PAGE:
Guide to Buying Your Council House

If you are a council house tenant in England, you may be able to buy the property following particular eligibility criteria. You are particularly eligible to purchase your council property if you have been a tenant for over three consecutive years. You must also have a secure payment status for your application to be convincing to your landlord. These criteria may, however, differ for Northern Ireland, Wales, and Scotland. If you are interested in buying your council home, here is a guide on what you need to know.

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Council house valuation

The process starts when you put your intentions to buy the council house in an application. Once you have made an application to your landlord (local council), an offer is processed by the council. This offer features the valuation of the house. If you are objected to this offer, you can petition for another valuation via the Land and Property Services. As far as council house valuation is concerned, the government hires someone to carry out an independent valuation so they can ensure that tenants receive an objective valuation for their council homes.

Sales rights

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For a case where a landlord bought your house from the local council, it is possible to fall under exploitation, especially when the property is being flipped. The Right to Buy protects tenants from such exploitation. Council houses owned by private landlords can only be sold after five years from the time of purchase to get the full discount.

Ex-council houses

If the transfer of ownership of a council house from the local council to an individual landlord takes place while still occupying the house, your Right to Buy still holds. While the purchase procedure remains as the traditional Right to Buy, you might have to adhere to new procedures for the acquisition of the house. This may, however, be cheaper and better than you know. The government has also rolled out a pilot program where housing association tenants purchase their houses by ballot in East and West Midlands.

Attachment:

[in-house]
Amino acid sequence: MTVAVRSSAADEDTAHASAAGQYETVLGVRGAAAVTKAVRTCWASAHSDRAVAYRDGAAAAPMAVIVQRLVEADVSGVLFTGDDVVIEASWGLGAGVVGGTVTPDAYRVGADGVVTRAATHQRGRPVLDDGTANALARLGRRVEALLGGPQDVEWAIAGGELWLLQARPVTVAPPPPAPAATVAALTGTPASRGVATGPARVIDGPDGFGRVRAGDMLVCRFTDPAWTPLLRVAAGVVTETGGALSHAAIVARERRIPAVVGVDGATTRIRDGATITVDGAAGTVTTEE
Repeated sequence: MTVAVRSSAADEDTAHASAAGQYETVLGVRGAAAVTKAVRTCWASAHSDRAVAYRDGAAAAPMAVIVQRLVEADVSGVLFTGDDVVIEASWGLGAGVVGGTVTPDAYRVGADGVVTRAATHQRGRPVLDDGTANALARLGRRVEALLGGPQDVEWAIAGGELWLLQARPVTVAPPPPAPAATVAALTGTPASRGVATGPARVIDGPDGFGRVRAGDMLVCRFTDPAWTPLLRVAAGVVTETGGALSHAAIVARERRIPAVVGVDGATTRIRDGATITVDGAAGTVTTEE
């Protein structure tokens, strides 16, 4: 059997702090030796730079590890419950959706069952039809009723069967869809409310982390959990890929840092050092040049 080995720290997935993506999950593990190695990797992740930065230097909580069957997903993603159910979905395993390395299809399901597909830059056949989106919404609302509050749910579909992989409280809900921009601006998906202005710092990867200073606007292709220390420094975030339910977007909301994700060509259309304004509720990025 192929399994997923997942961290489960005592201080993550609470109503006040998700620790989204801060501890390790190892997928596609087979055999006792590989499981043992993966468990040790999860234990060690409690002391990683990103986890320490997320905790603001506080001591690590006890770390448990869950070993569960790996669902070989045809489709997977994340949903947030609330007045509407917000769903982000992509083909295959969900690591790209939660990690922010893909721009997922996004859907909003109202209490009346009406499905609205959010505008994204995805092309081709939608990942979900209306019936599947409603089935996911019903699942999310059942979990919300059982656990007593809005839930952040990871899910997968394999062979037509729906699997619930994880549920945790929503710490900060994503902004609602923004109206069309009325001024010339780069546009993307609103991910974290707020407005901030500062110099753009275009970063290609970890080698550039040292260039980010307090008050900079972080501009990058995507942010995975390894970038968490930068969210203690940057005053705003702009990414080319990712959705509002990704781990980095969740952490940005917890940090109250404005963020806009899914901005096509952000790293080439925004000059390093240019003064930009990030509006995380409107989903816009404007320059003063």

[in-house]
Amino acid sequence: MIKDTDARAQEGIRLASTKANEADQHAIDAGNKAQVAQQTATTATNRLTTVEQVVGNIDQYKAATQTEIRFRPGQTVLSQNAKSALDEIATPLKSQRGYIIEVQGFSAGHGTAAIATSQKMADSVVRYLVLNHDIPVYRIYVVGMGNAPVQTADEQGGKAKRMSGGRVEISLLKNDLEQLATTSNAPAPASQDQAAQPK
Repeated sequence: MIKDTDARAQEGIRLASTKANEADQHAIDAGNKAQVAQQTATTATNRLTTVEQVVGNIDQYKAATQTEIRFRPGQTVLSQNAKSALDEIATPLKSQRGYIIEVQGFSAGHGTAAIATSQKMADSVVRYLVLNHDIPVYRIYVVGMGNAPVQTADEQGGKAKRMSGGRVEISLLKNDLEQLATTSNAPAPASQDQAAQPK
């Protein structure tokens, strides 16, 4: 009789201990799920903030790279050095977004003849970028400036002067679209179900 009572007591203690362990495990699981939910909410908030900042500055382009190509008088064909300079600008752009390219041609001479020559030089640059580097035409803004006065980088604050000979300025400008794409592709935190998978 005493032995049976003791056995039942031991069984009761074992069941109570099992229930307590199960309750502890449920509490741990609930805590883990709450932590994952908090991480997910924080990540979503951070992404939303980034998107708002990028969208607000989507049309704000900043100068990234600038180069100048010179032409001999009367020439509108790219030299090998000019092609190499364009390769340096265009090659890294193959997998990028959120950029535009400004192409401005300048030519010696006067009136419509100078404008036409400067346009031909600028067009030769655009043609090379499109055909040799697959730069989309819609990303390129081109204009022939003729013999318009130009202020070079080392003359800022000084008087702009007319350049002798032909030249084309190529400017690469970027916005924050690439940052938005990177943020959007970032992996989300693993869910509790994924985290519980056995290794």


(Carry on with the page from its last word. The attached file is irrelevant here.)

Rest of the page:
Purchase application

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An application to purchase a council house is simple as stipulated under the Right to Buy procedures. Your eligibility to Right to Buy will first be established via an online system. You will then be required to fill out an RBT1 form that captures your identity details and property information. You will also be required to state your past creditors and bankruptcies. You should, therefore, be cautious as you proceed with the purchase application as all the previous tenancies are captured in this application.

Make a sound investment

Purchasing a council house is equivalent to investing in any other property. This means that due diligence must be followed in the application process. This includes hiring a specialist who will assist you in the financial and legal matters around the purchase of the property. Investing in a house survey would also be an ideal step to take. This survey helps in establishing the value of properties around your area as well as projecting the dynamics of the housing market. Surveys also assist in establishing whether your dream property would need some adjustments and repairs.

Unforeseen costs

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Although purchasing a council house comes with a discount off its market value, tenants should watch out for unexpected costs. Such costs include building insurance, interest on mortgage repayment, and leaseholder charges. You may also be required to pay service fees for valuers and solicitors involved in the purchase process. Getting to know the value of properties around your area might be an added advantage for you. This is because council homes do not always come with suitable terms of purchase. Therefore, be ready to handle all the charges that come with buying a council home, including all the transaction fees involved in transferring ownership to you.

House discounts

Discounts offered on council properties vary with such factors as your tenancy duration and the value of a property. For example, tenants receive between 35% and 70% discount in purchasing a house that they have lived for over three years. This discount rate, however, changes to between 50% and 70% when a council flat is involved.

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